The disputed presidential election of 2000 highlighted a range of flaws in the American voting system, from ballot procedures to alleged voter intimidation to questions about the fairness of the Electoral College. But as Harvard University political scientist Thomas E. Patterson shows, one problem dwarfs all of these, a predicament that has been increasing since the 1960s and threatens the very foundations of our democracy: fewer and fewer Americans participate in elections. They are less likely to vote, less likely to contribute money to campaigns, and less likely to talk about candidates. They even are less likely to tune in the televised presidential debates.
In 1960, 63 percent of Americans voted in the presidential election; in 2000, only 51 percent did. In 1996, more Americans abstained than voted. This decline is surprising not only in itself–America, as our politicians never tire of telling us, is a standard-bearer for democracy–but also because it contradicts the received wisdom about voting patterns: the number of college graduates has risen, racial bars to voting have fallen, and registration laws have been simplified. Yet, even as the United States has made balloting easier and has produced more citizens who, judged by their educational achievements, should vote, the percentage of voters has decreased.
Patterson, whose landmark study Out of Order examined the effects of media saturation on the democratic process, takes a clear-eyed look at this situation. Based on more than 80,000 interviews conducted during the 2000 presidential campaign, The Vanishing Voter reveals the political sources of voter discontent. Patterson explains the parts that changes in partisan politics, media coverage, candidate strategy, and electoral reform have played in discouraging voters from going to the polls. And he suggests specific remedies for repairing the process.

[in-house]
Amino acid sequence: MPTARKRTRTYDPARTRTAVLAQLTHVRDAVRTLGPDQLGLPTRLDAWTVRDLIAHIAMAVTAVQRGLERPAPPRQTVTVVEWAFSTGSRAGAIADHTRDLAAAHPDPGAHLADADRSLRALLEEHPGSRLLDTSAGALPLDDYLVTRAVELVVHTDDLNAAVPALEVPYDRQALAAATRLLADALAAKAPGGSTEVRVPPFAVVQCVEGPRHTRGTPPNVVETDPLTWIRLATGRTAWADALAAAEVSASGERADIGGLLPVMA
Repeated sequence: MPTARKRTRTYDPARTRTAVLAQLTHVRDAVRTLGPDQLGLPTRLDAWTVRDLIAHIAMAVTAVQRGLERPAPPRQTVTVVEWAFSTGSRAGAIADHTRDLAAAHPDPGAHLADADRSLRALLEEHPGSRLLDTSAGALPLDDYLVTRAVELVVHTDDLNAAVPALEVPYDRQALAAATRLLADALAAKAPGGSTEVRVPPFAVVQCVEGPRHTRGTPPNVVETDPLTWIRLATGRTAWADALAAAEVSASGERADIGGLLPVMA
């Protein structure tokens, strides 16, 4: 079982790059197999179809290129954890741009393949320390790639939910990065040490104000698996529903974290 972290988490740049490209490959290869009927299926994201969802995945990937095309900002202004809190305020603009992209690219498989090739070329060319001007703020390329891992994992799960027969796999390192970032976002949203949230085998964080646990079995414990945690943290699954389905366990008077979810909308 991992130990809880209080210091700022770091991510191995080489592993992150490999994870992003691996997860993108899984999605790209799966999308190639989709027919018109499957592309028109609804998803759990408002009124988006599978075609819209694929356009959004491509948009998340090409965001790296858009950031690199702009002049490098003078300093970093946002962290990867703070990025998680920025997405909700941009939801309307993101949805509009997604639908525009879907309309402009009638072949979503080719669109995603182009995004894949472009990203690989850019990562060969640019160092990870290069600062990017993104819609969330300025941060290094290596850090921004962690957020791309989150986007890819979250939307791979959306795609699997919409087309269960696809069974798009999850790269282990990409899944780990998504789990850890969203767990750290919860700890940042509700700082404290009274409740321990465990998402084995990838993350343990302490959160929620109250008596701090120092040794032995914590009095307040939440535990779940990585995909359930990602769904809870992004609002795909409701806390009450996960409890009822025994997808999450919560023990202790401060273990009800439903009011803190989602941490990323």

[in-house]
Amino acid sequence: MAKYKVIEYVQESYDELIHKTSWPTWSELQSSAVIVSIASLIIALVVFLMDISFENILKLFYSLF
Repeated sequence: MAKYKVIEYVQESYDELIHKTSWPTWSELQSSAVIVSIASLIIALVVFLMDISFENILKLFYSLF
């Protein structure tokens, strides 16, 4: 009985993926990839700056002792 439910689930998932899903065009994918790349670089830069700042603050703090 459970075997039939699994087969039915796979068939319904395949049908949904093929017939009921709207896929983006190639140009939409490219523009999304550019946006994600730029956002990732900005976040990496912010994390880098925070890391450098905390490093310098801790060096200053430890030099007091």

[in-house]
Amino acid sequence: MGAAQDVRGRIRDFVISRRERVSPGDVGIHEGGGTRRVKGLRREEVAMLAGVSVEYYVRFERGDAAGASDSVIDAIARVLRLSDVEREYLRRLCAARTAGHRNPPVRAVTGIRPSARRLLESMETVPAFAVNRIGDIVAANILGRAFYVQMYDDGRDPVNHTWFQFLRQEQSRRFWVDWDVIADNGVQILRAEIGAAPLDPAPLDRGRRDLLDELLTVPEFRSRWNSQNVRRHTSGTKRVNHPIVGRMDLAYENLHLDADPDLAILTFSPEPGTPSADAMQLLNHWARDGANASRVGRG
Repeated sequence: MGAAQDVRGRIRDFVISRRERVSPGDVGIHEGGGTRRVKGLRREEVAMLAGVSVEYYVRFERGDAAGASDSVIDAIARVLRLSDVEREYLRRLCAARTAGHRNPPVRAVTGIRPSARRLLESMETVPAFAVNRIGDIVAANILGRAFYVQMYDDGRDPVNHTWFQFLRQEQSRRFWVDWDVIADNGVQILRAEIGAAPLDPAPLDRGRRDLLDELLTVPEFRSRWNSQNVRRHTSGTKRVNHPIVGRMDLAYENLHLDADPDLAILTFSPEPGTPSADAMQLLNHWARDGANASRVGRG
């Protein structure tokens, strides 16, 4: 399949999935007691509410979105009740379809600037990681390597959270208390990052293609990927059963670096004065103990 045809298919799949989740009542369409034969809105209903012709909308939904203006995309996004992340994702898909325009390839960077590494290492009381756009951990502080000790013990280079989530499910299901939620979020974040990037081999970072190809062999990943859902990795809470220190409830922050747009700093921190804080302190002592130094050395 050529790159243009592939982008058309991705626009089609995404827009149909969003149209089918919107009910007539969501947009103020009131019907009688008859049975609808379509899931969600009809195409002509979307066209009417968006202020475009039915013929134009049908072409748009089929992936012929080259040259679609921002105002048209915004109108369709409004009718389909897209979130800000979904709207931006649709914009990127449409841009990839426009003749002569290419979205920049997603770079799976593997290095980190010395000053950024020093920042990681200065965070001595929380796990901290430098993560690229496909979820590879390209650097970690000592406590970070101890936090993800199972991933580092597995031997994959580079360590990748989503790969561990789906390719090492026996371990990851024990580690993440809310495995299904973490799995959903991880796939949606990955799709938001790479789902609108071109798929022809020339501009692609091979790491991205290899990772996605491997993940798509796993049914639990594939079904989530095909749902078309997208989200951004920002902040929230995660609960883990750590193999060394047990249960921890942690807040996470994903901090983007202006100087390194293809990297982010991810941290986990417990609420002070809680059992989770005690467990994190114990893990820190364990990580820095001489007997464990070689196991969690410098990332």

Thoughtful and timely, The Vanishing Voter contains a crucial message for all who care about democracy.
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“A refreshing book. . . . Exceedingly thorough. . . . Patterson puts forth a cogent, well-documented case.” —The New York Times
“A wise and skeptical account of the contemporary electorate.” —The Washington Post Book World
“Engaging. . . . Provocative . . . required reading for the public-policy–minded.” —Kirkus Reviews
“Thought-provoking.” —Los Angeles Times Book Review
“A multifaceted treatment of a continuing public problem. . . . Readable and important.” –Greensboro News & Record
“Valuable. . . . Patterson’s clearly written book offers a menu of sound . . . measures to help solve these problems.” –Columbia Journalism Review
“Well-reasoned. . . . Offering pragmatic reforms, Patterson’s descriptions and prescriptions merit mulling by politically minded readers.” –Booklist
“Patterson’s book . . . isn’t just another tired lament about the lameness of the political process. It’s an extension of the Vanishing Voter Project, designed to discover ‘what draws people to a campaign and what keeps them away.’ ” –The Washington Monthly
“Outstanding. . . . A well-documented project that leads the reader through what works and what fails in our system, and how we can continue our representative republic and make it more responsive to the wishes of the electorate in the future.” –The Decatur Daily
From the Trade Paperback edition.
Thomas E. Patterson teaches at the Joan Sho-renstein Center on the Press, Politics and Public Policy at Harvard University’s John F. Kennedy School of Government. For many years he taught at Syracuse University. He is the author of five pre-vious books on politics.
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Book Description Knopf, 2002. Hardcover. Book Condition: New. Never used!. Bookseller Inventory # P110375414061